Not The Mario Party I Remember

March 25, 2015 § Leave a comment

mario party

I have very, very fond memories of playing Mario Party on Nintendo 64. It combined three of my favorite things: board games, video games and the Mario franchise! I don’t think I’ve owned any since Mario Party 3, but I’ve always tried playing them when I could, even the more recent Wii versions.

Needless to say, I was psyched about the the newest version, Mario Party 10; J preordered it so I could play it on release day. I hadn’t read any reviews, partly because all game-related websites are blocked at work (boohoo) and because I wanted to go into it with an open, unspoiled mind since I was planning to buy it regardless.

Well…I didn’t fall in love with the game. But let’s put good news first. My unexpected favorite thing about MP10 is its badminton game (found under Bonus Games). Why is it there? I don’t know. It doesn’t seem to be a minigame that you could play under normal party mode circumstances…it’s like they just happened to make it and stick it in randomly.

And it’s strangely good! I’ve never had the honor of playing a badminton video game (it’s a fringe sport in this industry I suppose), and I couldn’t get the controls quite right (Peach kept lunging and falling down), but it was fun and evocative of the actual sport. Well done.

That said, here are my least favorite things about Mario Party 10:


All Players in the Same Cart

I HATE THIS SO MUCH. Nintendo introduced this concept with MP9, and I was praying that they would do away with it, but alas. Back in the day, I got pretty good at devising winning strategies, which necessitates both knowledge of the board as well as the independence to control my own movements.

Now, though, all four characters are riding in the same vehicle, so where you go depends on what the other three people do. As with MP9, the objective of normal play is to collect the most “mini stars,” and one way to get them is to cross one of the occasional mini-checkpoints that award the active player 5-10 mini stars.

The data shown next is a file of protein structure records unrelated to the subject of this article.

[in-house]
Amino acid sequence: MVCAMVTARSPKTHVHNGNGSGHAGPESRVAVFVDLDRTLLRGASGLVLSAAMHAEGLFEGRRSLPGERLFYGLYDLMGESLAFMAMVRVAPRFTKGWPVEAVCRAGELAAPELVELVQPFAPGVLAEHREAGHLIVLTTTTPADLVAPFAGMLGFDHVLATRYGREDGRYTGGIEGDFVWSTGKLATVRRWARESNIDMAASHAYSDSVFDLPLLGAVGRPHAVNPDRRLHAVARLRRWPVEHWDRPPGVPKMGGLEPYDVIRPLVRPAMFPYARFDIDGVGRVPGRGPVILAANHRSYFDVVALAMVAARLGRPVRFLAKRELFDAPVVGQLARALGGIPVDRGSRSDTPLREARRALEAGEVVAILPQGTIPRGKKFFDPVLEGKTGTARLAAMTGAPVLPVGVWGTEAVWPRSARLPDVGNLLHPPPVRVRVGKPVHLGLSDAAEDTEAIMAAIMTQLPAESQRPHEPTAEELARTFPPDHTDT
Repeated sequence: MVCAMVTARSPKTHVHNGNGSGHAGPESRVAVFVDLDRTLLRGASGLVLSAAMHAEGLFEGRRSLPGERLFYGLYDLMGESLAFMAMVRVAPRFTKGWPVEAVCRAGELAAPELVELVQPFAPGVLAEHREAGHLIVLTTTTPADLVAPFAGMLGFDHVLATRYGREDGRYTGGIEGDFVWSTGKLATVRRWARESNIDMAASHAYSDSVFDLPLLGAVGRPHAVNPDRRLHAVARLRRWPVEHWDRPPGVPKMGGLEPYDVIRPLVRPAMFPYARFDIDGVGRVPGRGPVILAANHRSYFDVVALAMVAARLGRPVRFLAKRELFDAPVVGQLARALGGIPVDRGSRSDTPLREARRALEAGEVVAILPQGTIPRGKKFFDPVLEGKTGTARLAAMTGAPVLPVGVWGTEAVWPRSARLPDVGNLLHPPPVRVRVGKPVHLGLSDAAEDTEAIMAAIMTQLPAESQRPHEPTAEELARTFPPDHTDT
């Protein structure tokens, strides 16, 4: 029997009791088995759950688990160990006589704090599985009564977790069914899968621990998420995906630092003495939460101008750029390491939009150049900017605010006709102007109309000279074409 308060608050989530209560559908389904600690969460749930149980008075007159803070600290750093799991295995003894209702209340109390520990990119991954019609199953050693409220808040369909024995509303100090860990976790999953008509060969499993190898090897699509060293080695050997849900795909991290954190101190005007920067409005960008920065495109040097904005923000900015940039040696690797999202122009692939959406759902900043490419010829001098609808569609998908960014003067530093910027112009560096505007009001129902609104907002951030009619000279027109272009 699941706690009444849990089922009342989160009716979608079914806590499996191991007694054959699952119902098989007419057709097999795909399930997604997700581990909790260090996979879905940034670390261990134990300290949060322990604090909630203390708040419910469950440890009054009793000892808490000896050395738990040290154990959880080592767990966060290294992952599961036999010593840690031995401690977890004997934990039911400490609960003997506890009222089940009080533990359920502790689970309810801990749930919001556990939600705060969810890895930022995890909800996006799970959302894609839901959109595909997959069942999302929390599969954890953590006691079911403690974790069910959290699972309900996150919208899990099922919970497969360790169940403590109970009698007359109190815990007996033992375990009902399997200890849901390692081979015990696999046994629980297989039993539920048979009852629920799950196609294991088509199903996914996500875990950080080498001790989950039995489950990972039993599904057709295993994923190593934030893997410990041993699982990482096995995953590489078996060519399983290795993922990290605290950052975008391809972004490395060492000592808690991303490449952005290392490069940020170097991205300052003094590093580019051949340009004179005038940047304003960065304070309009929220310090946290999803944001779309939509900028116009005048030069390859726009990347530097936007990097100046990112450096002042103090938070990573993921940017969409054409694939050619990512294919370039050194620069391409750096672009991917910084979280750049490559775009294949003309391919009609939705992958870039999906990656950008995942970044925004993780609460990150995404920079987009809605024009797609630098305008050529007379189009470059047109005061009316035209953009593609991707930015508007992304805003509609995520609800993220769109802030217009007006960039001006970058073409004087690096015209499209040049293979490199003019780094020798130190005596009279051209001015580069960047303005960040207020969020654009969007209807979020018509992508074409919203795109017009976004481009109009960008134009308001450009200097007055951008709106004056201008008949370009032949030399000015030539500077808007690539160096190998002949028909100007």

Whether you’re within reach of one of these mini-checkpoints during your turn is completely up to the other players. I find it very frustrating to lose that kind of autonomy, which I couldn’t really describe a good reason for until I played a very frustrating game in which I was stuck in dead last the entire time.

Previous Mario Parties, with the walking system and coins, were more egalitarian. Everybody had more or less the same chances to land on the same spaces. But now, if you happen to miss those mini-checkpoints, then your main opportunity to gather mini stars vanishes.

Boards are Forgettable

Another necessary aspect of strategizing is familiarity with the board. In versions 1-8, you would go around and around the board like a game of Monopoly, eventually learning where to step and where not to. (I still remember that crazy Spiny Desert one from MP3 with the cactus shortcut!) Since MP9, the board takes a linear path, like Candyland. Missed something good? Well, you’re never going back, so forget about it.